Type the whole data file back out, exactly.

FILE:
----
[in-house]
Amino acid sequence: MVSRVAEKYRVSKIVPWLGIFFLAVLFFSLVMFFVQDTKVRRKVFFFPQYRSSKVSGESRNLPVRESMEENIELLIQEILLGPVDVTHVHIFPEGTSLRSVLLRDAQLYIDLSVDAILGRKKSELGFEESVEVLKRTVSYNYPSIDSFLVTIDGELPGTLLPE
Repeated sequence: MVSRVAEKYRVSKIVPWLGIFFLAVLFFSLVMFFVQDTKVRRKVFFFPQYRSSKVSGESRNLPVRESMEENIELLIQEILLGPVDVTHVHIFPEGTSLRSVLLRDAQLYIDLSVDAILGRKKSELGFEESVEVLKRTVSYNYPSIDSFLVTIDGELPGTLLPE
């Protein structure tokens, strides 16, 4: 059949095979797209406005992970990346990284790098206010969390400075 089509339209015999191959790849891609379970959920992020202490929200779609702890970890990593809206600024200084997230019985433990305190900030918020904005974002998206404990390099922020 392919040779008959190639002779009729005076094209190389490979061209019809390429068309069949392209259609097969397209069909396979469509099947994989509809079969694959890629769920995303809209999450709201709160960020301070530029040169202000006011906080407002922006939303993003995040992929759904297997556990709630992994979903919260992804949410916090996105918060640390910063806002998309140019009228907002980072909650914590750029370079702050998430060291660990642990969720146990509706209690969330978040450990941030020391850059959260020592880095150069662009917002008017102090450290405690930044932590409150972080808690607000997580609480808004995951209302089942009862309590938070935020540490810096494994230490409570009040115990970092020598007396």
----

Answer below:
[in-house]
Amino acid sequence: MVSRVAEKYRVSKIVPWLGIFFLAVLFFSLVMFFVQDTKVRRKVFFFPQYRSSKVSGESRNLPVRESMEENIELLIQEILLGPVDVTHVHIFPEGTSLRSVLLRDAQLYIDLSVDAILGRKKSELGFEESVEVLKRTVSYNYPSIDSFLVTIDGELPGTLLPE
Repeated sequence: MVSRVAEKYRVSKIVPWLGIFFLAVLFFSLVMFFVQDTKVRRKVFFFPQYRSSKVSGESRNLPVRESMEENIELLIQEILLGPVDVTHVHIFPEGTSLRSVLLRDAQLYIDLSVDAILGRKKSELGFEESVEVLKRTVSYNYPSIDSFLVTIDGELPGTLLPE
């Protein structure tokens, strides 16, 4: 059949095979797209406005992970990346990284790098206010969390400075 089509339209015999191959790849891609379970959920992020202490929200779609702890970890990593809206600024200084997230019985433990305190900030918020904005974002998206404990390099922020 392919040779008959190639002779009729005076094209190389490979061209019809390429068309069949392209259609097969397209069909396979469509099947994989509809079969694959890629769920995303809209999450709201709160960020301070530029040169202000006011906080407002922006939303993003995040992929759904297997556990709630992994979903919260992804949410916090996105918060640390910063806002998309140019009228907002980072909650914590750029370079702050998430060291660990642990969720146990509706209690969330978040450990941030020391850059959260020592880095150069662009917002008017102090450290405690930044932590409150972080808690607000997580609480808004995951209302089942009862309590938070935020540490810096494994230490409570009040115990970092020598007396």